Budget Trailblazers: Rongai Leakwara
Mar 26, 2021
In this section, we shine a spotlight on partners who are using budget advocacy to bring transformational change to their communities. This month, we talked with Rongai Leakwara, a budget champion from one of the smallest and marginalized ethnic minority communities in Kenya, known as the Ilchamus community.
Q: What inspired you to start working with budgets?
A: I became involved in budget work to help my community better organize and engage in county budget making processes. As a person with a disability from the Ilchamus community, I became an active member of a support group for people with disabilities. It was through them that I was introduced to the Centre for Enhancing Democracy and Good Governance (CEDGG), a civil society group that works to empower vulnerable and marginalized citizens to engage with development and governance processes. CEDGG has truly played a big role in making me who I am today. Through CEDGG, I was able to learn about and engage in county budget processes to push for our community needs to be included in the county annual budgets.
Q: What skills and tools have you learned from your partnership with IBP that has helped your budget work?
A: I have learned about the county budget process such as the decisions that are being made, important dates in the process, the people involved and the role of citizens. I have also gained skills in analyzing budget documents, community organizing and facilitation of budget deliberations at the community level and engagement with government officials. More importantly, I have gained advocacy skills that have enabled me to engage government officials and follow up on their commitments to hold them accountable.
Q: How has becoming a budget champion in your community changed your life?
A: Being a community budget champion has raised my social status in the community and I am now recognized and respected in my community as a resource. Even men, who had previously looked down on women and people with disabilities, now call on me to educate them. For example, the Ilchamus Council of Elders has invited me to consult on their decision-making regarding development in our ward. In addition, government officials, media and research institutions reach out to me for my opinion on various development concerns within the Ilchamus community. In 2019, I was recognized and rewarded by the Baringo County government as a community heroine for championing for the rights of people with disabilities, women and the Ilchamus Community. However, what pleases me the most is when I see my community members accessing water, health and other services as a result of the budget advocacy work that I and my fellow budget champions have done.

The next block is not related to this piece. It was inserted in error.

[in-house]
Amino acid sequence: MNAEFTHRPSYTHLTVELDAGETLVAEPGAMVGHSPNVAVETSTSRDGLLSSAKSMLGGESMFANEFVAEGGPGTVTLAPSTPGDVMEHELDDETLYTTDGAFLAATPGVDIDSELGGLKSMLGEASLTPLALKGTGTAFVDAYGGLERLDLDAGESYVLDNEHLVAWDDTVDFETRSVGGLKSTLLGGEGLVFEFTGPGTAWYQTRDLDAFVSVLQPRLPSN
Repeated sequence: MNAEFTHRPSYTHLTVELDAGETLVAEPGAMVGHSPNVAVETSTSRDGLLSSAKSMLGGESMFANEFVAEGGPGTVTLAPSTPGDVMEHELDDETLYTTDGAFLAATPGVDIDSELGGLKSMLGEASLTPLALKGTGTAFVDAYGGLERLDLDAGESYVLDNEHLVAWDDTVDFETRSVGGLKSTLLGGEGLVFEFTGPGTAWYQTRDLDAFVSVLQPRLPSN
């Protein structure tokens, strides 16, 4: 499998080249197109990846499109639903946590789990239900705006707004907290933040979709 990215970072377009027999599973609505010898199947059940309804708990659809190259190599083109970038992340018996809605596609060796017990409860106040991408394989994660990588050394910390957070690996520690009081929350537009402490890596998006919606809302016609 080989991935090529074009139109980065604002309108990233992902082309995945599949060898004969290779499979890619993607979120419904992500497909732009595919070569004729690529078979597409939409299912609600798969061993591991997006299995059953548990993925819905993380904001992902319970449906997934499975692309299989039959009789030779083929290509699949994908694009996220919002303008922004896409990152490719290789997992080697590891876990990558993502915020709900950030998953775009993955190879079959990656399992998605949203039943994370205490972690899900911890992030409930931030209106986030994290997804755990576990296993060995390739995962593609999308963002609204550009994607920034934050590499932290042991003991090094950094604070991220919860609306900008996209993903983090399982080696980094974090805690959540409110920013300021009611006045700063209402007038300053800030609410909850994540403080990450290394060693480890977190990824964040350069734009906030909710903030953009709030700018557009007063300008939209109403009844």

Q: Why is it important for women to have a voice in budget processes?
A: Women play key social roles at the family level ranging from overseeing health care for the family to ensuring water is available for the household. Women end up shouldering the many costs that come with health care needs such as travelling to health care clinics and the purchase of medicine. Therefore, if only men participate, they may not remember to prioritize water projects or health services since they do not appreciate the struggles we go through. When men and women participate, budget decisions are likely to be balanced.
Q: Why should the average citizen care about budgets?
A: We expect the government to implement development projects and improve services such as water and health services in our communities. But as a budget champion, I have come to learn that it is only through the budget that the government brings development to our community. We may continue complaining about poor services but unless they are factored in the budget, we may never see the improvements we want and need. Citizens also pay taxes which finance government activities, so we should care because it is about our money.